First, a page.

Apart from Alfred E. Neuman, there is no Al more closely identified with Mad magazine than Al Jaffee. Born in 1921, he was around for more than 30 years before the launch of that satirical magazine turned American cultural phenomenon — and now, at age 99, he’s on track to outlive it. Just this week, the longest-working cartoonist in history and inventor of the Fold-In announced his retirement, and “to mark his farewell,” writes the Washington Post‘s Michael Cavna, “Mad’s ‘Usual Gang of Idiots’ will salute Jaffee with a tribute issue next week. It will be the magazine’s final regular issue to offer new material, including Jaffee’s final Fold-In, 65 years after he made his Mad debut.”
Over these past six and a half decades, Jaffee has drawn praise for his wit and versatility. But all throughout his career, he’s also managed to combine those qualities with seemingly unstoppable productivity. “I am essentially a commercial artist,” Jaffee says in this brief two–part interview from OnCreativity. “I will not try to save time, ever, on my work by going through it quickly and just getting it done. I have to be as satisfied with it as the person who’s going to buy it from me.”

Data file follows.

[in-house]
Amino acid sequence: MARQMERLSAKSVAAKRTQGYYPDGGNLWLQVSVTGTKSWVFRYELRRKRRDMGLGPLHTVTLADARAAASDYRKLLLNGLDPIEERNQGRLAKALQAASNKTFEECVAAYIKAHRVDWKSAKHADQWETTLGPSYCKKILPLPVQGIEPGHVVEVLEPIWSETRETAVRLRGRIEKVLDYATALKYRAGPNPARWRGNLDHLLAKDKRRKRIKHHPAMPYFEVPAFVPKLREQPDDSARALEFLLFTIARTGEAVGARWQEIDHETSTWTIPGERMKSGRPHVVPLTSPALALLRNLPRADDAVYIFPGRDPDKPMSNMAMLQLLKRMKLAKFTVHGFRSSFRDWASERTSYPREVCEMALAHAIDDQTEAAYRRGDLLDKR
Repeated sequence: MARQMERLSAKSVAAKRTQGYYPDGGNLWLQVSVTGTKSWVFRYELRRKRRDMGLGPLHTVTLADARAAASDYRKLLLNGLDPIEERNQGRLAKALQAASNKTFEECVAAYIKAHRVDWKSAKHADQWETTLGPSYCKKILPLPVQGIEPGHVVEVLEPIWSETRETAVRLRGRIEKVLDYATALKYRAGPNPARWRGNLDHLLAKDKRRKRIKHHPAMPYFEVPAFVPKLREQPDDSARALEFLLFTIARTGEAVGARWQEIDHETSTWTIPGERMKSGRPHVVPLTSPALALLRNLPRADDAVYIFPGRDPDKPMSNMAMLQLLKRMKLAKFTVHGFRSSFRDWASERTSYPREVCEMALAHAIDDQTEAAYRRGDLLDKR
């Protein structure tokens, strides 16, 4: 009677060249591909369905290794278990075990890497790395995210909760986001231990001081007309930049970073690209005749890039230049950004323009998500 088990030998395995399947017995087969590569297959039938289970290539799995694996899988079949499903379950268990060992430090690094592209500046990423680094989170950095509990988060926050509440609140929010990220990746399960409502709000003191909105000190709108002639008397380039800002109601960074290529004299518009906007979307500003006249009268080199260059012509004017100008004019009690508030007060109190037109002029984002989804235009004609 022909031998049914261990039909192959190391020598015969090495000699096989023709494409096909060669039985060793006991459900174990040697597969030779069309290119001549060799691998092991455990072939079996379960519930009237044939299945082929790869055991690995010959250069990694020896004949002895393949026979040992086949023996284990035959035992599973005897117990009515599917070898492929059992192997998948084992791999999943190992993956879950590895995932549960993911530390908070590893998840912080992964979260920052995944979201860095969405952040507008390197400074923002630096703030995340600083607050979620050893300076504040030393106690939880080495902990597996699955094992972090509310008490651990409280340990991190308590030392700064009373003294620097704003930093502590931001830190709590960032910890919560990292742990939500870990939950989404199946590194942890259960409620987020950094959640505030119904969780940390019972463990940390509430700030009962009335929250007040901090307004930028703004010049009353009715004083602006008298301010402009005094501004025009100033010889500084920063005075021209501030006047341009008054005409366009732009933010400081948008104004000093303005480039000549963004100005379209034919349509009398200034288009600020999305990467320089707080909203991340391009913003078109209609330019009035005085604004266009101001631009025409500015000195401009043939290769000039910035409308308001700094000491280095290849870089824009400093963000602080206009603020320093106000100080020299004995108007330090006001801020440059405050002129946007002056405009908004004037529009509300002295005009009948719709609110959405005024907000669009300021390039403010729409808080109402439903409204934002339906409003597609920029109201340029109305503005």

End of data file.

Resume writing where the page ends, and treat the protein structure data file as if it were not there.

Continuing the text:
When an assignment comes in, he continues, “I will not deliver it until I am satisfied that I would buy it.” This requires a clear understanding of the client’s needs — “you are there to solve their problems,” he emphasizes — as well as the willingness to turn down not-quite-suitable jobs.
Of course Jaffee said all this in his younger days, back when he was only 96. Perhaps it isn’t surprising that a man in his hundredth year would decide to step back from his workaday schedule (his Fold-Ins alone number nearly 500) and focus on the projects from which commercial exigencies might have distracted him. “I do fine art for my own amusement,” he say in this interview. “We should all feel free to amuse ourselves that way and just hang everything we do up on the refrigerator.” But he also expresses the wish to “create a couple more things before I kick the bucket.” This after, as he puts it to Cavna, “living the life I wanted all along, which was to make people think and laugh.” Now Jaffee’s younger readers have the chance to think hard and laugh harder as they catch up on era upon era of his past work — not that, strictly speaking, he has any older readers.
Based in Seoul, Colin Marshall writes and broadcasts on cities, language, and culture. His projects include the book The Stateless City: a Walk through 21st-Century Los Angeles and the video series The City in Cinema. Follow him on Twitter at @colinmarshall, on Facebook, or on Instagram.